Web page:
How to Use a Planer

A planer is a woodworking tool that’s used to mill lumber. It helps you smooth rough edges, shave wood to your desired thickness, and flatten warped boards.

Though it’s not absolutely vital for your DIY woodworking shop, a benchtop planer will certainly make most DIY woodworking projects that much easier.

Luckily, it only takes a few minutes, even for beginners, to learn how to use these devices to safely and efficiently plane a piece of wood.

Here’s how to use a planer for your next project.

What You’ll Need

You don’t need much to effectively operate a planer.

Here’s what you need:

Because a planer is a power tool that throws up a considerable amount of sawdust and wood chips, it’s important to wear the proper safety equipment.

Recommended safety equipment includes:

Step I: Prepare Your Planer

There’s a little bit of setup required before you start to use your planer.

The first step is to make sure that the blade area is free of debris. Sawdust and wood chips often stack up here, so it’s essential to remove them before starting in on a new piece of wood.

You should also set the planer blade to the rough height of the first board you wish to plane.

The key is to plane off small amounts of the board at a time. Especially when you’re planning multiple boards that will go together (such as for trim), you want to make sure you don’t take off more than you need.

Inspect each board after preparing your planer. Make sure there are absolutely no nails, screws, or any other objects that could damage the machine.

Step II: Plane Flat Side

Run each board through the planer lengthwise.

Start by running them through with the planer running over the flat, wide side of each board.

Like I mentioned above, gradually adjust the planer, planning off a little more each time, rather than trying to take off large amounts at once.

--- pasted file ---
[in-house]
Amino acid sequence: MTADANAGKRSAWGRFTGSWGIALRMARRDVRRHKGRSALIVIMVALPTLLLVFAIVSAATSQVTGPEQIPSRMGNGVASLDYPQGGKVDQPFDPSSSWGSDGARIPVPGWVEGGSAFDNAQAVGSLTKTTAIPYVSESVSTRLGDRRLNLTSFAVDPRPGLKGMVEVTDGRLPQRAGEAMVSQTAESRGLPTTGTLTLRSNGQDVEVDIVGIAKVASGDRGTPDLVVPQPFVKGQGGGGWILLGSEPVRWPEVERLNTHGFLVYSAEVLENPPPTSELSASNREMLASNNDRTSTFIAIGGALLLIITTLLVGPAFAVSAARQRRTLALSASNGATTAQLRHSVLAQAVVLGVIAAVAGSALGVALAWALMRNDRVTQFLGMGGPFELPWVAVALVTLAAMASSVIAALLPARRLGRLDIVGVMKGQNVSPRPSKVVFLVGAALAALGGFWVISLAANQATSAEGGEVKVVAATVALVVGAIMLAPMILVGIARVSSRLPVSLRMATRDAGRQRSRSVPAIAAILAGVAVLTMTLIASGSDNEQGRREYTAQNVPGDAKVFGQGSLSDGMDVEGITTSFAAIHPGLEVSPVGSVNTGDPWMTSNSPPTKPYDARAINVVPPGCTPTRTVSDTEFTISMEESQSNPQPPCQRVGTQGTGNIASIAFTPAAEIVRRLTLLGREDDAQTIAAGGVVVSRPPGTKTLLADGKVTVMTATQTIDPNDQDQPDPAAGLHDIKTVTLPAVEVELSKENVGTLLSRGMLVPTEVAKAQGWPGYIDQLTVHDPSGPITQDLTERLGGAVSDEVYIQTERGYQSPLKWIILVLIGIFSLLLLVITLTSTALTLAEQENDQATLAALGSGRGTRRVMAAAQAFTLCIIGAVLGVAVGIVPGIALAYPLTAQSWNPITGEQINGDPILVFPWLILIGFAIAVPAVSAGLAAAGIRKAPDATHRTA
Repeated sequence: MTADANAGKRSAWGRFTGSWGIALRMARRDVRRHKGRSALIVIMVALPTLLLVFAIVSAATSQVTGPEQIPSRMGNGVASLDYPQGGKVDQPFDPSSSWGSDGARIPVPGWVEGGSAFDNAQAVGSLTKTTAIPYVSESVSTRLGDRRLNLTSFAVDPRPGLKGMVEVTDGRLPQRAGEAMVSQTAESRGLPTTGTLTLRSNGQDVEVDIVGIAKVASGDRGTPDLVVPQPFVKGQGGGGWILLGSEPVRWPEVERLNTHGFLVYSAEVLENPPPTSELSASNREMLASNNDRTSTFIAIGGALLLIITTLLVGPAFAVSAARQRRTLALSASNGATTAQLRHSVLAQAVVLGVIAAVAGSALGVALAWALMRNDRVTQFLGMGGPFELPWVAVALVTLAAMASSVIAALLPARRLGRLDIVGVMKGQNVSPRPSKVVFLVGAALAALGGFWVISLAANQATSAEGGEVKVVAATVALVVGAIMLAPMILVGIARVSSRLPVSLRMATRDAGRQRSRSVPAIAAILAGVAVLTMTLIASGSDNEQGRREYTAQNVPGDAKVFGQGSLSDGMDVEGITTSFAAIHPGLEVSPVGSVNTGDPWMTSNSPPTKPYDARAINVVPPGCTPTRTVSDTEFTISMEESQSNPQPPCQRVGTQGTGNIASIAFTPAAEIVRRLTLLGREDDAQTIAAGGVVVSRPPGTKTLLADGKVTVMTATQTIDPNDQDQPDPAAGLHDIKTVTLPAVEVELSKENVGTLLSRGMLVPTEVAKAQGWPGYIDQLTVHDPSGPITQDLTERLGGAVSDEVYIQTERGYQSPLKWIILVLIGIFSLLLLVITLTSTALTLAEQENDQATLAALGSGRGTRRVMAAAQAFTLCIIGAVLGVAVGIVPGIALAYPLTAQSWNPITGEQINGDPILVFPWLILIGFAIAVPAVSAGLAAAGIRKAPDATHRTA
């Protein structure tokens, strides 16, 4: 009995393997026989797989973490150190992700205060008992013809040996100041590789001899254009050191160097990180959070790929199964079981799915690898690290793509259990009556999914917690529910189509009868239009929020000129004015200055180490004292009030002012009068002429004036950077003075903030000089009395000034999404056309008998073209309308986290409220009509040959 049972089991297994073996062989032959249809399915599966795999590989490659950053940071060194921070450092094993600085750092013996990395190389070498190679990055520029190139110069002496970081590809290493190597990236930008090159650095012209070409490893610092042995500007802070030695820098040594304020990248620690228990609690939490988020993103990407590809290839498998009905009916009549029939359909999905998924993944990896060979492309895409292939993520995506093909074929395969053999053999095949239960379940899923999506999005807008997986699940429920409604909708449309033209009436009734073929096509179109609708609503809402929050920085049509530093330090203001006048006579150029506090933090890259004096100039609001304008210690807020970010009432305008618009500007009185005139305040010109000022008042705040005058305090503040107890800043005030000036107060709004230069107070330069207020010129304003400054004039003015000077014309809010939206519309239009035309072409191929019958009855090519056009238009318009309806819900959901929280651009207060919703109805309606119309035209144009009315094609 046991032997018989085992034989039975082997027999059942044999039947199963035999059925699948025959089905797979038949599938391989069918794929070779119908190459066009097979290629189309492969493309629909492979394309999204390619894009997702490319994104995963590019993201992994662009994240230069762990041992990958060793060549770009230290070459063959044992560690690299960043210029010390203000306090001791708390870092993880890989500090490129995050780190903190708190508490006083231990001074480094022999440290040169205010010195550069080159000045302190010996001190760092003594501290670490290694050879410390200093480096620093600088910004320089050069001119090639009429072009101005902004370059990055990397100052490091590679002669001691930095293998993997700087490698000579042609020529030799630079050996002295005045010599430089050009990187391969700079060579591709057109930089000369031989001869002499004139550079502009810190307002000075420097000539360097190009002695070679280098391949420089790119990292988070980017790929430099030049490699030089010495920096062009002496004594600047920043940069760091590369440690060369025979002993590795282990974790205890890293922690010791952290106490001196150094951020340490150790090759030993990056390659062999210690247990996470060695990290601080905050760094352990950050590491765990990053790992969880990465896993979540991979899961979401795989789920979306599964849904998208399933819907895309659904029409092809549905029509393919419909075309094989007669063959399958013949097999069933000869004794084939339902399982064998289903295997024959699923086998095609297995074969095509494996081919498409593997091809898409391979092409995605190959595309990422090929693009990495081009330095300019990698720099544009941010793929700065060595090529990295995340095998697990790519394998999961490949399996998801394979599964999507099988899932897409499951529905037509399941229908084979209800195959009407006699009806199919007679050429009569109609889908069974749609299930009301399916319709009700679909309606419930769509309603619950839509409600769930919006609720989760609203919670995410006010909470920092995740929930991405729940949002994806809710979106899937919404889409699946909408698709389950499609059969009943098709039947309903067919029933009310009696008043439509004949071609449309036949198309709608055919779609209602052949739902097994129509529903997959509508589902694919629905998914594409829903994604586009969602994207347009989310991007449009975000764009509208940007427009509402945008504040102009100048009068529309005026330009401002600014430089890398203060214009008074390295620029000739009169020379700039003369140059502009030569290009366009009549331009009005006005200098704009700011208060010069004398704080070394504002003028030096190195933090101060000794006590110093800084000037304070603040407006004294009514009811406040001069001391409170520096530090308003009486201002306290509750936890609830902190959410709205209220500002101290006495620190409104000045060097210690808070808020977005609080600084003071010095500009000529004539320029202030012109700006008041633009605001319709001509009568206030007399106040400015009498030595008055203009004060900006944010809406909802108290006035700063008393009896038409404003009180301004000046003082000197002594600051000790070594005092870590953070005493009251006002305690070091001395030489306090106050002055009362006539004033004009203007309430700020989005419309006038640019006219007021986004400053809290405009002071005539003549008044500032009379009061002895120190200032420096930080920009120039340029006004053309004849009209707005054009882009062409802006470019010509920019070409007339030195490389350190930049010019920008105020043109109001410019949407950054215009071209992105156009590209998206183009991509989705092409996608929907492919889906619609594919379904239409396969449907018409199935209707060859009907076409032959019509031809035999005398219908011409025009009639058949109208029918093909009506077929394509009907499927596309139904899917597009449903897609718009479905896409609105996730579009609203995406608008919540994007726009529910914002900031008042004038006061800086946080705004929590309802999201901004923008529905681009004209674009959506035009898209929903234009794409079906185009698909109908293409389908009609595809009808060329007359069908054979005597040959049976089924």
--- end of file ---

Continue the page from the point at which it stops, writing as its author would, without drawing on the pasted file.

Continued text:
Instead of planning one board at a time, I prefer to plane them all together if they need to all be milled to the same thickness.

For example, I’ll run each board through with the planer set to one height. Then I’ll adjust the planer down to peel off more wood and run the boards through again. I repeat this process until the boards are flat and at my desired thickness.

Remember to plane both sides of each board for the smoothest and flattest finish possible.

Step III: Clean Up Edges   

Now that you’ve finished planning the flat side of each board, it’s time to clean up the edges.

This is where you run each board through the planer on its side so that the narrow edge is smoothed and flattened.

If you’re planning several boards at once that all need to be the same size, I recommend running several of them through the planer at once.

You can typically safely run three to five boards on their edges through a planer at the same time.

Remember to plane both sides of each board’s edges for a smooth finished product.

Avoid Common Mistakes

Perhaps the most common mistake beginners (and even experts) make when using a planer is a tearout.

A tearout occurs when you feed a board into a planer with the wrong side of the grain going into the planer first.

If you put a board into a planer with the rough side forward, there’s a good chance that the planer will catch the grain. This causes gauging and cuts in the wood.

Always inspect each piece of wood before feeding it into a planer to make sure that the smooth edge enters the machine first.

What About a Hand Planer?

Today’s guide details how to use a benchtop planer.

But another common type of planer is a hand planer. As the name describes, this is simply a smaller, handheld version of the tool.

Hand planers accomplish much the same task as a benchtop planer, except at a smaller scale.

The catch is that they’re more for smoothing and flattening pieces of wood, rather than milling them all to the same thickness and width.

Because the tools are handheld and require pressure from you to cut, they aren’t nearly as accurate at cutting an entire board to the same thickness as a benchtop planer.

That said, they’re still a very effective power tool for many uses, especially when you need to plane a board that’s already been installed or nailed up.

Final Thoughts

A planer is another woodworking tool that any DIY woodworker needs to know how to use.

Fortunately, learning how to use a planer is easy, even for complete newbies. All it takes is an understanding of the basics and enough time to experiment until you feel comfortable.

About Gus Donaldson

I built houses for over 30 years and recently retired. I've made lots of mistakes and hopefully teach you not to make the same ones. I still love to build and have a garage workshop that I use for hobby projects like the walnut bookshelf I made for my wife. I like to write and let people know that working with your hands and tools does not need to be intimidating.

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